solar hot water for aquaculture

Solar energy in the aguacultural industry (Rosewall Creek). Photo: Natural Resources Canada

Solar energy in the aguacultural industry (Rosewall Creek). Photo credit: Natural Resources Canada.

Fish grow faster in warmer water, therefore to increase production yields fish hatcheries often have systems to heat the water delivered to the fish. Heating can account for a substantial portion of the expenses for an aquacultural facility, especially since these facilities often do not have access to cheaper natural gas. Solar water heating for the aquaculture of salmon, trout, and tilapia has been investigated, each fish having different water temperature requirements. Simple payback terms as low as 5 years have been found.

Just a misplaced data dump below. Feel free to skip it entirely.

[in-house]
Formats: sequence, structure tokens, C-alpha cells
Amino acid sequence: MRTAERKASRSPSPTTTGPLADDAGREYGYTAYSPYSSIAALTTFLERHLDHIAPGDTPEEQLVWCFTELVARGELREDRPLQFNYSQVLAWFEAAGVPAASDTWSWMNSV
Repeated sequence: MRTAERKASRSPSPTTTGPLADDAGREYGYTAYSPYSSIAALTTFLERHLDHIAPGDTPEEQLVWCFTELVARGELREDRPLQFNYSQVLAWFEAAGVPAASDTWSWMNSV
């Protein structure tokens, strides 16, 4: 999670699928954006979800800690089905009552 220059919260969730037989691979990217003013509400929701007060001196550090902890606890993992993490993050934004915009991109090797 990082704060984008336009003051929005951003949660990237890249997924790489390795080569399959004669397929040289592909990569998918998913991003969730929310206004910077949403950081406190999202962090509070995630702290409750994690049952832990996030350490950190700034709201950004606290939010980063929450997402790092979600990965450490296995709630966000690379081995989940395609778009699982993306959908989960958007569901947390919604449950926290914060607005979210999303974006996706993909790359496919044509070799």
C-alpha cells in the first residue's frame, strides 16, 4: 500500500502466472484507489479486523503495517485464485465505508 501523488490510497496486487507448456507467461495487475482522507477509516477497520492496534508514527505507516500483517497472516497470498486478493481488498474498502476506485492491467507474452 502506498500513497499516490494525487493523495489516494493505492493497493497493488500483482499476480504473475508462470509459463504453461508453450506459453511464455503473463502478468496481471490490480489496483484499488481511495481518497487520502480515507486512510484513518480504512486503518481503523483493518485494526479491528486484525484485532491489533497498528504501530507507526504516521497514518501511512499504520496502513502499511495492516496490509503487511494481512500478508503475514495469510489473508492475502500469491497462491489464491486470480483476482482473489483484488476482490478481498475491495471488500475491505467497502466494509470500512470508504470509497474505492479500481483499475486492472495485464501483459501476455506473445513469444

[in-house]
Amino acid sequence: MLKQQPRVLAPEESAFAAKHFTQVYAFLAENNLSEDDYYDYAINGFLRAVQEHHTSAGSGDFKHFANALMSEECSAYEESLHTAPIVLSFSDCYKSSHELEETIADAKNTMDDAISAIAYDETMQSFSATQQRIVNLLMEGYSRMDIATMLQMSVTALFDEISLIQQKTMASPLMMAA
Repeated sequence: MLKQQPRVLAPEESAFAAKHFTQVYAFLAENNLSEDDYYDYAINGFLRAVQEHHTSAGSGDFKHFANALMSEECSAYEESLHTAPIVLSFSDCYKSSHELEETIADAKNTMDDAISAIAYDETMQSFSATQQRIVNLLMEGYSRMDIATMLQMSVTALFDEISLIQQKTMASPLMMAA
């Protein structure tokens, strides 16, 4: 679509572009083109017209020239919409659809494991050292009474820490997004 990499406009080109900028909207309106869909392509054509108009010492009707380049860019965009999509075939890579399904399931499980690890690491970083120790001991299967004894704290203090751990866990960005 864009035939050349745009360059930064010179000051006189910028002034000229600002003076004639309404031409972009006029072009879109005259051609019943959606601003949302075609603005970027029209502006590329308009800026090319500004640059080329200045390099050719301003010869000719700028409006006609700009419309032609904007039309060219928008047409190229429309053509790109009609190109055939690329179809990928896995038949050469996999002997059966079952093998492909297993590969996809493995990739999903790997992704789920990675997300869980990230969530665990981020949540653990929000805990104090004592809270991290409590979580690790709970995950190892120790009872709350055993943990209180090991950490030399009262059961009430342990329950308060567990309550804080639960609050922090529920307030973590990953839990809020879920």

For salmon and trout hatcheries the delivered water is usually ground water and is typically heated from 8–9°C to 14–15°C. Unglazed flat plate collectors operate efficiently at these low temperatures and have a low capital cost, therefore they are preferred over other liquid-based collectors for this application. These low temperatures are so advantageous for efficient operation of the solar collectors that the water can even be heated during the night when the air temperature is high. These systems pass the water once through and heat is recaptured from the effluent via a large parallel plate heat exchanger. Thermal storage is recommended so that heated water can be provided during the night and on cloudy days.


An auxiliary heating system is not necessarily required with trout hatcheries because trout can easily handle a fluctuating temperature between 8°C and 15°C. It is, however, necessary for salmon.